Academic Progression in Nursing (APIN) collaborates with state Action Coalitions and their partners to accelerate implementation of promising practices that will help states achieve our goals of seamless academic progression and increasing the number of nurses with a baccalaureate degree to 80 percent by 2020. Developing innovative strategies with community colleges, universities, and practice partners will ensure that the nursing workforce is prepared to deliver high quality patient care across all practice settings. APIN is a grant initiative of the Robert Wood Johnson Foundation in partnership with the Tri-Council and administered by the American Organization of Nurse Executives (AONE).
Where and how Californians get health care is changing. Nurses play a tremendous role in delivering high quality care. To that end, our goal is to increase the number of nurses in Los Angeles with higher degrees to better meet this changing environment.
California is continuing to expand on the successful state university-community college collaborative model. California State University of Los Angeles (CSULA) provides a seamless ADN-BSN program for students from eight community colleges in the region featuring completion of pre-requisites at the community college, courses at CSULA between community college semesters, and a final year of matriculation at CSULA to complete the BSN degree. This program strives to advance ADN to BSN academic progression and expand capacity by adopting the California Collaborative Model of Nursing Education’s core components of dual admission, integrated curriculum, shared faculty, BSN completion in one year, and permanence and sustainability.
Nurses are the backbone of health care in Hawaii. With implementation of the Affordable Care Act, models of care are changing as the complexity of our communities health needs are growing. Preparing our nursing workforce to meet these demands has prompted a state-wide effort to increase the number of nurses with higher levels of education.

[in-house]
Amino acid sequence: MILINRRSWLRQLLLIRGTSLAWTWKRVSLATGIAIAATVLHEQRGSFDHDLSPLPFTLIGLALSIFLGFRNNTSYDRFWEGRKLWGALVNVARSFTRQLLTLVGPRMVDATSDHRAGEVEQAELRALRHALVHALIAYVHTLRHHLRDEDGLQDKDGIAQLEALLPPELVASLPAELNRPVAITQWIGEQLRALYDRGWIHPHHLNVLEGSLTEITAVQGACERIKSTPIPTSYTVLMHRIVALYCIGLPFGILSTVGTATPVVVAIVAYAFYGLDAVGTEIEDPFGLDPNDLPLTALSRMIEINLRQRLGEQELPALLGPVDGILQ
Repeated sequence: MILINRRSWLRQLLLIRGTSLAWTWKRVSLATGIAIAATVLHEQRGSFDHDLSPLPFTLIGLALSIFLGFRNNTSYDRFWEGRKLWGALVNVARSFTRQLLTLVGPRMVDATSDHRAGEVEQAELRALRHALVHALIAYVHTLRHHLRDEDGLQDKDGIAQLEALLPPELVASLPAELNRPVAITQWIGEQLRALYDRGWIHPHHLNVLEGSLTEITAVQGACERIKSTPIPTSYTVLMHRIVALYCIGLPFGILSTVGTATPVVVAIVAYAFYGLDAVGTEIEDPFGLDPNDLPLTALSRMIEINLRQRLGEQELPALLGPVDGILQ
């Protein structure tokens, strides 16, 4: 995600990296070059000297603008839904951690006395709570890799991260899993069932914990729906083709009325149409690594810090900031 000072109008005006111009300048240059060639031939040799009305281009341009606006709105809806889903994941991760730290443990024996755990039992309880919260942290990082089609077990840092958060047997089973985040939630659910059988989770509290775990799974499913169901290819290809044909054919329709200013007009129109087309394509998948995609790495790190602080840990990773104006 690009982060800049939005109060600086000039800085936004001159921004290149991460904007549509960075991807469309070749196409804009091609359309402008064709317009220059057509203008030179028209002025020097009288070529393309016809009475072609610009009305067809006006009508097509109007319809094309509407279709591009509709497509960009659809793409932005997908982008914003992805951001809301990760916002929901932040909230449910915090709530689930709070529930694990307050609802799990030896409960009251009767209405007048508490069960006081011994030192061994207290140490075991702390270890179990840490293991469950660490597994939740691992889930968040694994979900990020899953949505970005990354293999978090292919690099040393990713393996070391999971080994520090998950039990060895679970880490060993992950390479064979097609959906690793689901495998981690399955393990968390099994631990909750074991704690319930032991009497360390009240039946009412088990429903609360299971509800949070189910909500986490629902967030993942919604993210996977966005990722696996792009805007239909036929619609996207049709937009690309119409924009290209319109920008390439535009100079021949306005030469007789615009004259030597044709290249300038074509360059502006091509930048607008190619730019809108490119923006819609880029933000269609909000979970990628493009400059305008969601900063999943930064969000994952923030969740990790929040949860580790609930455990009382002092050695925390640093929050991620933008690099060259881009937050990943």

A more educated nursing workforce is necessary if we are to meet the growing health care needs of Hawaii’s people. To support nurses seeking advanced degrees, schools of nursing must collaborate and actively promote streamlined models of progression to baccalaureate and graduate degrees. Employers are critical to the success of this endeavor as well. They are needed to implement programs and policies to support nurses who pursue higher degrees in education. In August, 2012 the University of Hawaii at Manoa and Hawaii Pacific University established a public-private academic partnership to develop and implement a shared RN to BSN program, laying the foundation for a state-wide competency based nursing curriculum. Academic (six partners) and employer (14 partners) councils were established and meet conjointly to develop policies and strategies that can reduce barriers and incentivize nurses to return to school. Currently members of the Hawaii Action Coalition are participating in the state’s health transformation planning. Academic progression in nursing is a key strategy recommended to prepare the current and future nursing workforce to meet the changing and complex health care needs of the people of Hawaii.
The Massachusetts APIN grant aims to increase the number of baccalaureate and higher degree nurses from 55% to 66% by 2020 through implementation of accelerated pathways to promote seamless academic progression, integration of the Massachusetts Nurse of the Future Nursing Core Competencies (NOFNCC©) into academic and practice settings, and a plan to increase the number of qualified nurse faculty by addressing retirement issues and improvements in faculty recruitment and development. Through these measures, we are actively working to be the national model for nurses leading, advocating, and partnering to boldly reshape delivery of high quality, patient-centered health care.
Building on a long-standing partnership, MAAC is co-lead by the Organization of Nurse Leaders MA/RI and the Massachusetts Department of Higher Education. APIN Progress to date on specific initiatives includes:
The frontier nature of Montana amplifies the challenge of providing accessible, quality health care and the great need for a strong nursing workforce. The project goal of preparing 80 percent of the RN workforce to baccalaureate preparation by the year 2020 initiated a statewide unprecedented movement to advance the health of all Montanans.